Open Mic Series unites writers, builds community


CW / Brynna Mitchner

Brynna Mitchner | @BrynnaOfficial, Contributing Writer

Students gathered to share their writing and listen to their peers’ writing at Monday night’s [Name This] Open Mic Series, a monthly opportunity for creativity and community sponsored by the creative writing department.

The scent of coffee and donuts filled the room as students gathered in Morgan Hall to hear their peers share their writing at Monday night’s [Name This] Open Mic Series. Students sat and chatted among themselves about their writing, their classes and their excitement for the event as they prepared for it to begin, quickly quieting and sitting attentively as a Maya Angelou reading kicked off the night.

On the first Monday of each month, the Writers Guild hosts the [Name This] Open Mic Series, where any undergraduate UA student can sign up to share a piece of writing relating to a topic decided on before the event. Students studying English and a variety of other disciplines from creative media to Italian delivered and listened to poetry, prose and fiction in a relaxed, friendly environment on campus.

The theme of Monday’s [Name This] Open Mic Series was “voice,” which readers interpreted in many ways. Valerie Lawhorn, a junior majoring in English, serves as the president of the Writers Guild club on campus and organized the open mic night, chose the theme.

“The theme that I leaned towards tonight was voice because it’s a really important month for that,” Lawhorn said. “It’s black history month, and it’s the start of the caucuses tonight, so it’s a really big part of our democratic process, and I wanted to make sure that we harnessed on that because this community is a lot about sharing your voice, be it you reading your own work or other people’s work.”

Brody Marshall, a sophomore english major, read a flash fiction piece he had recently written.

“I heard about this [event] in one of my creative writing classes freshman year,” Marshall said. “I came to it, I liked coming to it, so I kept coming to it, and eventually I started reading.”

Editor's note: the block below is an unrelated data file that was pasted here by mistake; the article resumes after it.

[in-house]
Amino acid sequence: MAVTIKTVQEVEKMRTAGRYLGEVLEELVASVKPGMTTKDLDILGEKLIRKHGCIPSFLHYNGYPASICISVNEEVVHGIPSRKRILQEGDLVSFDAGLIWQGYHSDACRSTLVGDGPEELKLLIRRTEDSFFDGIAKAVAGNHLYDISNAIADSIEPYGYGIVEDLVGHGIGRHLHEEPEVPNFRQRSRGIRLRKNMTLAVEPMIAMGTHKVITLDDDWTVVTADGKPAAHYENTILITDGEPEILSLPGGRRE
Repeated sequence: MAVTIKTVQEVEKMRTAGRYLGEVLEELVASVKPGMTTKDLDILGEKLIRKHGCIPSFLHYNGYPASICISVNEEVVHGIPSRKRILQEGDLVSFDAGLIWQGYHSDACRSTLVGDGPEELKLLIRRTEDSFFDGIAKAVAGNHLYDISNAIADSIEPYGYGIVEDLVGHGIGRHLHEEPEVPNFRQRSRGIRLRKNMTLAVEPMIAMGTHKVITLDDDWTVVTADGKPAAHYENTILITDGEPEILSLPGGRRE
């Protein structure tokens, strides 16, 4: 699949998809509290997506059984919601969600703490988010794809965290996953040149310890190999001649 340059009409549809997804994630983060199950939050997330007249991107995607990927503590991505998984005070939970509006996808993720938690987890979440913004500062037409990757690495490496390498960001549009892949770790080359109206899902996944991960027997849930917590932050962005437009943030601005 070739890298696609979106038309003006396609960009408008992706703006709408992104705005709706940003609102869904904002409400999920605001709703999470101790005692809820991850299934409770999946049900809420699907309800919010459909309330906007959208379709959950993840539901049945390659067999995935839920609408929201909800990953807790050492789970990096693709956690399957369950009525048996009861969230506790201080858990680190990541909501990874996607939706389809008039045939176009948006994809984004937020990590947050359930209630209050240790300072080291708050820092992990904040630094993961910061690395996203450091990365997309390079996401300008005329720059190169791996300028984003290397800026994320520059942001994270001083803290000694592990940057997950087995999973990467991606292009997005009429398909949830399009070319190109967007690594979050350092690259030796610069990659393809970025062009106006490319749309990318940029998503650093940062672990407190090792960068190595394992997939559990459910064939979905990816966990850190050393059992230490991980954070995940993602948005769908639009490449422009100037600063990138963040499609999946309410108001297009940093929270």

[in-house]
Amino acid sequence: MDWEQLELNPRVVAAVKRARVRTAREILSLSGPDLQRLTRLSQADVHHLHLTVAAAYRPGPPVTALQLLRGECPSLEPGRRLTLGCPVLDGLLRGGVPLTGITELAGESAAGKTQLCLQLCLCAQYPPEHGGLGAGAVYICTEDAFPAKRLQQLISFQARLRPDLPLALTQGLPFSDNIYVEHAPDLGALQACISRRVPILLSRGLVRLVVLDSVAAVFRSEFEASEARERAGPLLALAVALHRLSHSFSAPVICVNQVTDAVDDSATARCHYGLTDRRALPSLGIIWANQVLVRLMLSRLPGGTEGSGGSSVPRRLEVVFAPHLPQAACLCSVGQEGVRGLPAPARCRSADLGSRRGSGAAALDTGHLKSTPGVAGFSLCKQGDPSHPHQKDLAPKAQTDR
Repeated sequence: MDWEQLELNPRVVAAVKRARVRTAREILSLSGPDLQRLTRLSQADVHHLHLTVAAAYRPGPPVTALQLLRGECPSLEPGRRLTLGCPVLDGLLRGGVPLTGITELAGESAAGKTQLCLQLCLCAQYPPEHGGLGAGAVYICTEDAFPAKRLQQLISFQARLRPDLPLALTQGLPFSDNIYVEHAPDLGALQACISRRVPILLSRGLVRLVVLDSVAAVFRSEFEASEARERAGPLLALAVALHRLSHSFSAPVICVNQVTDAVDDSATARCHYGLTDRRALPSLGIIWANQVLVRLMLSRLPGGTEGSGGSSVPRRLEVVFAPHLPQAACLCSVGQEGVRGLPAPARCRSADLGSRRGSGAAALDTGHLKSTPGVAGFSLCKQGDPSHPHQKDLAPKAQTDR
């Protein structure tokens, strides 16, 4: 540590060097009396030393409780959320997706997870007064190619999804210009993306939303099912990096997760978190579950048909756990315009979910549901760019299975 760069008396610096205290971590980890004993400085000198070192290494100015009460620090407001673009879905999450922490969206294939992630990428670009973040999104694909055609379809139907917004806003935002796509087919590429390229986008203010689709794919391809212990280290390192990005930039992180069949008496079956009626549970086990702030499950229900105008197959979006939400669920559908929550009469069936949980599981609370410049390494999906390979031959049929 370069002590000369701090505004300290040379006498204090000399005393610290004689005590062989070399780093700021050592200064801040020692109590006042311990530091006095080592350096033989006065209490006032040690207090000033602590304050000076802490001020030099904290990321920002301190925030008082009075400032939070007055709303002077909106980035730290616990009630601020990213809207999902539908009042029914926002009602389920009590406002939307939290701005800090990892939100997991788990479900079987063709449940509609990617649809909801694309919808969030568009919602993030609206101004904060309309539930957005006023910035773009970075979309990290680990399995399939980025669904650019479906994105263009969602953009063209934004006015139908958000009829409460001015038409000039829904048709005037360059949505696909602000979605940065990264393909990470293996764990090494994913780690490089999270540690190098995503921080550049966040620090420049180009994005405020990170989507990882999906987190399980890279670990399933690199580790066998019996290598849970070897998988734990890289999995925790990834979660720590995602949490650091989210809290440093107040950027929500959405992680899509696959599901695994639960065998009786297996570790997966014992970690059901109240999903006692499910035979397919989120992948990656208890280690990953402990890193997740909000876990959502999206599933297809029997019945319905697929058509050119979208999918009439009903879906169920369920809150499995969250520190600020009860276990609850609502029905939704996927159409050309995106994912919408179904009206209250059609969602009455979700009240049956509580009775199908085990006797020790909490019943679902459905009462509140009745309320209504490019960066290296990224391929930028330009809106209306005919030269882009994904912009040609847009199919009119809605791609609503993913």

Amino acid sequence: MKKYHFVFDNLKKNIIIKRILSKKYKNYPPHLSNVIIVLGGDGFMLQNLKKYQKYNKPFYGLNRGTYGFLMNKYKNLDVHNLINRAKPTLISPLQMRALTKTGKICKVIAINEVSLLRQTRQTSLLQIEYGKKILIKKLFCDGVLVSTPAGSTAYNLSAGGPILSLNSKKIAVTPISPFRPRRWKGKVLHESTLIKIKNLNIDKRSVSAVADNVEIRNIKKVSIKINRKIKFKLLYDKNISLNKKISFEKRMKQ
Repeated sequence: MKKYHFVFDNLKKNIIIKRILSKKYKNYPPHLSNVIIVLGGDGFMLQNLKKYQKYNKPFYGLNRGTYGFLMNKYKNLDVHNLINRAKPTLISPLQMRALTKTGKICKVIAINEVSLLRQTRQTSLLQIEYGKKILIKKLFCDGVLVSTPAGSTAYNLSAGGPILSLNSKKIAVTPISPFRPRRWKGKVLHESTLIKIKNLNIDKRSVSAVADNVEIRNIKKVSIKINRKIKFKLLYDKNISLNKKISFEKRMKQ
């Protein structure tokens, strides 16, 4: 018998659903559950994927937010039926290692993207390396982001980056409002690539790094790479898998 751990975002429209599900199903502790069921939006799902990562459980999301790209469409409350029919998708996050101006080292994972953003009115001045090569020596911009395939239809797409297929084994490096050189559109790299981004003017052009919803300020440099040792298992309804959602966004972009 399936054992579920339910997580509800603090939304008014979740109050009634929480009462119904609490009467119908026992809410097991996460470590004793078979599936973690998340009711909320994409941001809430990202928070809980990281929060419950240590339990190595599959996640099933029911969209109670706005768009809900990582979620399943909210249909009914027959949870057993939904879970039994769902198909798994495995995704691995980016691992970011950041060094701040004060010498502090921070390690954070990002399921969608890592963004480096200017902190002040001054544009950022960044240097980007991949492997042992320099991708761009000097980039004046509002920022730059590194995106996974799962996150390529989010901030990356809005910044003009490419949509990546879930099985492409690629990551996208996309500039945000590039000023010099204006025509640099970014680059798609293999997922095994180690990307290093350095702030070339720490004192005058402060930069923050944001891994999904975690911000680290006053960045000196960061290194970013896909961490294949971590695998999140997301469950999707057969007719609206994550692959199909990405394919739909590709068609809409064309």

Elizabeth Turner, a sophomore majoring in English and history, read a piece she wrote called “Niche,” in which she listed the characteristics of different types of people whom she had encounteredafter hearing about the event from both her creative writing course and her friends and deciding to participate. She liked the freedom that writers had with what they wanted to read at the open mic nights, as it created a unique space for many very different types of writing to be shared.

“It gets kind of funny because one person will read something very serious and then someone will do a prose thing and then someone will do something totally comical,” Turner said.

Lawhorn spoke about the sense of community that many students have been able to find by attending open mic nights.

“This is oriented towards anyone who likes to be part of a community of creators, so we’ve had people come up and sing things, we’ve had people come up and read parts of their novels,” Lawhorn said. “It’s honestly just to give people exposure to reading but also to join a community. We have people that will meet at these regularly and enjoy the experience.”

Caroline Lisko, a sophomore majoring in English and Italian, came to Alabama from a small town in New Mexico and appreciated the new community of writers she found by attending open mic nights.

“I always write stuff in order for other people to see it, so I like coming to events like this, and I like hearing everybody else’s stuff,” Lisko said. “I just love the community of writers here and in Tuscaloosa in general. Everybody’s super cool and talented, and it’s a lot of fun.”

Lisko reflected on how inspiration for writing can come from anywhere, as she decided to write about Ted Kennedy after she unexpectedly found herself deflecting from conversations and talking about him randomly over Christmas break. Lisko’s poem, called “For Edward Moore Kennedy,” illustrated the diversity of the styles and topics of the writing shared throughout the [Name This] Open Mic Series.

Lawhorn returned to the idea of ‘voice’ and emphasized the importance of events like the [Name This] Open Mic Series  participants’ experiences as both college students and unique individuals with ideas to share.

“I really think that it’s important to foster the voices of students,” Lawhorn said. “I think that students are an under-targeted demographic when it comes to being listened to and having their opinions matter, and I think this is a good way to make sure that people actually get their voices out.”